Moves to strengthen economic links and the conflict in Syria are expected to top the agenda as Russian President Vladimir Putin meets the leaders of France and Germany, the two biggest European Union economies.
Putin, on his first foreign tour since taking office for his third presidential term on May 7, opened the tour on May 31 in Belarus
, where he met with President Alyaksandr Lukashenka.
In Berlin, Putin's meeting with Chancellor Angela Merkel on June 1 is expected to focus on Moscow's push for greater Russian access to European markets.
Germany is Russia's biggest EU trade partner.
A Putin aide said the Russian leader would discuss progress on building the North Stream pipeline, which is planned to pump Russian gas to Germany across the Baltic Sea.
However, reports say the intensifying Syrian crisis is likely to dominate Putin's talks in both Germany and France.
Russia has come under mounting pressure from the West over Moscow's resistance to tougher United Nations action against the regime of Syrian President Bashar al-Assad.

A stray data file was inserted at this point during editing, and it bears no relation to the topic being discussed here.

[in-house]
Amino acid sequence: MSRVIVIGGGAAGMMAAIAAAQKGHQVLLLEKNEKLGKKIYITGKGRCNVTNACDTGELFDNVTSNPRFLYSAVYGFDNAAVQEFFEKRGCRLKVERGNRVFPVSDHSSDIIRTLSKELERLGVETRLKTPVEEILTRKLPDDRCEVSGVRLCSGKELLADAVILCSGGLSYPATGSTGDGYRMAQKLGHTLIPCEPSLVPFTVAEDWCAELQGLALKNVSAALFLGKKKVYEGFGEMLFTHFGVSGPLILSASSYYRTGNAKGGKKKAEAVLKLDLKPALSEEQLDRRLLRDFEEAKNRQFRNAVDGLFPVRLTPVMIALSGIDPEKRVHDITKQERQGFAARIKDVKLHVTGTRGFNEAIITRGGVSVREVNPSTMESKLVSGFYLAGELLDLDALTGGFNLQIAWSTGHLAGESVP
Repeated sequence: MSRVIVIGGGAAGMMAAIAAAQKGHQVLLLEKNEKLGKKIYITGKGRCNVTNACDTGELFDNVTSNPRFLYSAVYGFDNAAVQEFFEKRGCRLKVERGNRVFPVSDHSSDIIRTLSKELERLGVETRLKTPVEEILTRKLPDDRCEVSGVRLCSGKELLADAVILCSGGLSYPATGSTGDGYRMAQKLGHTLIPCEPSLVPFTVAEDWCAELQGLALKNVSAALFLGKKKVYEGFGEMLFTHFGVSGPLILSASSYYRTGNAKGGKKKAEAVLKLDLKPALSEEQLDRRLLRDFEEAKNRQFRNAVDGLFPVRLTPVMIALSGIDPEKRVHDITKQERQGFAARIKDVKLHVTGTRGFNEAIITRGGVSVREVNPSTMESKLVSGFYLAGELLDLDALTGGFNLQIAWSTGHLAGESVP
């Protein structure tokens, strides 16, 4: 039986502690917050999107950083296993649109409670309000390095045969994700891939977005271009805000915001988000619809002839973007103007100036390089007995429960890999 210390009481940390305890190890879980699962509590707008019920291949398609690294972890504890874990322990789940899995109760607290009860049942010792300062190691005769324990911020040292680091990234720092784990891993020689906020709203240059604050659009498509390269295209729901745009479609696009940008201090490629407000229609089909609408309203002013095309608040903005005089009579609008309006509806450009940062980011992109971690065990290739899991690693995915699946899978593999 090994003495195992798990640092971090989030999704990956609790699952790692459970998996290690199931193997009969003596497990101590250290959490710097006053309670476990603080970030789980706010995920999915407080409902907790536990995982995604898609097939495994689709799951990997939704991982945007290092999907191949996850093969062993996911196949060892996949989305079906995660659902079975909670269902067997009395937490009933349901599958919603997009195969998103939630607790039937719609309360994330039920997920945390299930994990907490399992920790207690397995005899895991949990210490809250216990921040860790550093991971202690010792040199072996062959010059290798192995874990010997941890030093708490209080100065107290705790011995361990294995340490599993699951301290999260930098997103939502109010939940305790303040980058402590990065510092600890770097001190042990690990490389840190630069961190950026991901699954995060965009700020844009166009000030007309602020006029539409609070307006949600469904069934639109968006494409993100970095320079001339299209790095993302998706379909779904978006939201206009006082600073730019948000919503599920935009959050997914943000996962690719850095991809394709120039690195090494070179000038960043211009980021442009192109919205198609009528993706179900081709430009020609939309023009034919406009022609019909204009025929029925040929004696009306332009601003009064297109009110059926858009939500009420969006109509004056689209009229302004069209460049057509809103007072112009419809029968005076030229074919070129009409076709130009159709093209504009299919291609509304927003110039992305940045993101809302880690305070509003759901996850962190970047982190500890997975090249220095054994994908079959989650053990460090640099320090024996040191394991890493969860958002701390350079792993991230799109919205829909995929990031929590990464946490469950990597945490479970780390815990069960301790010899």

Syria has been a longtime ally of Russia, serving as a top customer for Russian weapons and providing Moscow with its only naval base outside the former Soviet Union, at the port of Tartus on Syria's Mediterranean coast.
Syrian 'Civil War Threat'
On May 31, U.S. Secretary of State Hillary Clinton warned that Moscow's support for Damascus could contribute to a Syrian civil war.
Western-led calls for action against Syria intensified following last week's massacre in the Syrian town of Houla that left 108 people dead, many of them women and children.
Germany, France, Britain, the United States, and other Western nations have expelled Syrian diplomats over the killings.
Merkel's spokesman has indicated that the German chancellor would push for more international pressure on Syria when she meets the Russian leader.
German Foreign Minister Guido Westerwelle has stressed that international efforts to stop the bloodshed in Syria are not aimed at damaging Russia's strategic interests.
Russian spokesmen said earlier this week that Moscow is categorically opposed to foreign military intervention in Syria, and that Russia will not be swayed by pressure from Western states.
Newly elected French President François Hollande, who will host talks with Putin later on June 1, said he would also seek to persuade Putin to back a new round of sanctions against the Syrian regime.
Hollande has not ruled out an international military intervention in Syria, but says the move must first be backed by the UN Security Council, of which Russia is a veto-holding permanent member.
With reporting by AP, AFP, RIA Novosti, Interfax, and ITAR-TASS